Tahlequah Daily Press

Features

August 5, 2013

Mixed media allows freedom

TAHLEQUAH — Many art forms have rules, but local residents learned recently that mixed media has none, and getting messy is part of the fun.

The Tahlequah Public Library hosted a mixed media gift tags class recently, and instructor Brittany Burris explained the genre involves using two or more types of media on one project, and that rules do not apply.

“I like how mixed media has no rules,” said Burris. “You can just create and not worry about it. It’s great therapy.”

Crafts made in mixed media are varied and go beyond gift tags. According to Burris, creative projects can be home decor pieces, canvases, mini books, scrapbook pages, cards and gift bags.

For those who don’t believe they are artsy, Burris said it wasn’t a worry and didn’t apply in this situation.

“Just let your imagination run wild,” she said.

According to Burris, getting started with mixed media is easy. For a starter kit, she recommends buying craft paint, a heat gun, rubber stamps and “anything that sparks your creativity.”

Burris said that the reason a heat gun is needed is “because you’ll use it constantly. You need to have paint dry before you can continue your decorating.”

There are all kinds of things to add to your mixed media kit. If you’re not sure, Burris said, “Just go down a crafts aisle. If it inspires you and is in your price range, get it.”

According to Burris just about anything can be used in mixed media.

“I never throw anything away,” said Burris. Examples she gave was using old CDs and cereal boxes.

Letting the imagination flow was what the students took to heart and one of the reasons they took the class. Samantha Galentine loves the arts.

“I’m making something for fun,” Galentine said. “I want to see what I can do. [I want] to experiment.”

Galentine plans on making gift tags to put on gifts to make them more customized and special.

Roxanna Ritchie is involved with scrapbooking and making cards. She’d attended another of Burris’ classes and thought mixed media would be fun.

“[Burris] is a good teacher,” said Ritchie.

Ritchie said creating mixed media projects was something new for her and that she’d like to learn how to do it. She was making bookmarks and plans to put quotes on them.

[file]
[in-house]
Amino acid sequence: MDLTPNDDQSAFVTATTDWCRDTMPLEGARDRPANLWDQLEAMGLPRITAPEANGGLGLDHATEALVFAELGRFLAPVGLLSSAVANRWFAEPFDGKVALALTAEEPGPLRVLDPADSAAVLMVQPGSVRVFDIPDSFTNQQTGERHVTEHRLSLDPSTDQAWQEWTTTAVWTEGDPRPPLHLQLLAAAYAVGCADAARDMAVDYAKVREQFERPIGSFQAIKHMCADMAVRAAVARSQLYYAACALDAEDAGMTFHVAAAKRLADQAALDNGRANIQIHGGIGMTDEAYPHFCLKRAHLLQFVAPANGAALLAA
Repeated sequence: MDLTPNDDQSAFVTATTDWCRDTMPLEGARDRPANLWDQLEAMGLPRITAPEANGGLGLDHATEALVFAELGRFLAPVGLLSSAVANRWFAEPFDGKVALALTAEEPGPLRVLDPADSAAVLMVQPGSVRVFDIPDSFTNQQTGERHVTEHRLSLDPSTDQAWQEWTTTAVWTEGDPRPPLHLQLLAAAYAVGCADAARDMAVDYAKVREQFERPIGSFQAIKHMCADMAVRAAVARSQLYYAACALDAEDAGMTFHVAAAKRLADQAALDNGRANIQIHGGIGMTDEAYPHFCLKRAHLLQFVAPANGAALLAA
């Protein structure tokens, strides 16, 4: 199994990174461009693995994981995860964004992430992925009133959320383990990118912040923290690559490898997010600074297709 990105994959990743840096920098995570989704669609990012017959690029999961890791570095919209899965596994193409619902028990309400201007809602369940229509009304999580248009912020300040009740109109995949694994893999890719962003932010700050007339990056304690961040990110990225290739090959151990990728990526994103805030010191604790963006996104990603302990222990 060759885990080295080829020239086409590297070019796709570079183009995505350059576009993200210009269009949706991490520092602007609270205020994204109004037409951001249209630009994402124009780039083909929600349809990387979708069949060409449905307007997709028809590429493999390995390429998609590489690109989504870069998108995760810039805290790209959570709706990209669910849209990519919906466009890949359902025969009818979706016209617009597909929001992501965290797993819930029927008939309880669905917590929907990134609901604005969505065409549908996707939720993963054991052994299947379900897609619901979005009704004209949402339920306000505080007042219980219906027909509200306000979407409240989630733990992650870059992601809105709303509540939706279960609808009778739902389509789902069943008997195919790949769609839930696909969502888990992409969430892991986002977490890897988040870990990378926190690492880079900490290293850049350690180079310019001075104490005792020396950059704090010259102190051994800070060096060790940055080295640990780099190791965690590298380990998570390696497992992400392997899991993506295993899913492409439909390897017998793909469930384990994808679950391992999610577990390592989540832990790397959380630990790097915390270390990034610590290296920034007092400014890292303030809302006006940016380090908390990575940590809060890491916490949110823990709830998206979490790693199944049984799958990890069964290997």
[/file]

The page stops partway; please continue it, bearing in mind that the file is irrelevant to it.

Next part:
Brittani Hill likes exercising her creativity, and enjoys the no-holds-barred format of mixed media.

“I’m making gift tags for my two best friends who are pregnant,” said Hill.

Paula Hefley considers herself a crafter. Her neighbor told her about the class.

“I like all kinds of stuff like this,” Hefley said.

Besides the opportunity to be creative, Hefley attended the art class because she’s new in town and wanted to meet people and this was a way to do just that.

Meeting new people is a plus to a free class at the library. It is also a way to spend time with friends and family.

Kathy and Ronny Rider were in class so they could do something together. Kathy said they started going to the library and attending classes to get involved, especially with each other because “you don’t know what will happen.”

“To stay in love,” Kathy said. “We’ve been married 33 years. We’re not going to sit at home. We want to get out to do things together.”

The Riders moved to Tahlequah in February from Tulsa

 “We wouldn’t be doing stuff like this in Tulsa,” Kathy said.

1
Text Only
Features
  • rf-Zoe-thing.jpg Conference attendees get words of encouragement

    Words of encouragement and door prizes were bountiful Saturday morning at the annual Zoë Institute’s Women’s Conference.
    Ten women shared words of wisdom in areas from happiness to health, and 100 gifts were given out, including the grand prize of gasoline for a year.

    April 16, 2014 1 Photo

  • sp-symposium-art-panel.jpg Panelists discuss impact of Southeastern art

    Until recently, most people had a certain expectation of American Indian art – and it didn’t include images familiar to people in and around Cherokee County.
    “A lot of times, when people think about Native art, they immediately think of Plains art or Southwestern art,” said Roy Boney (Cherokee), Tahlequah artist and moderator of the panel discussion “Southeastern Indian Art: Building Community and Raising Awareness,” held Friday, April 11, at the NSU Symposium on the American Indian.
    Boney and the other panelists are frustrated by the divide between mainstream expectations of Native American art and their need for genuine self-expression.

    April 15, 2014 1 Photo

  • rf-Teacher.jpg Dickerson believes in putting the student first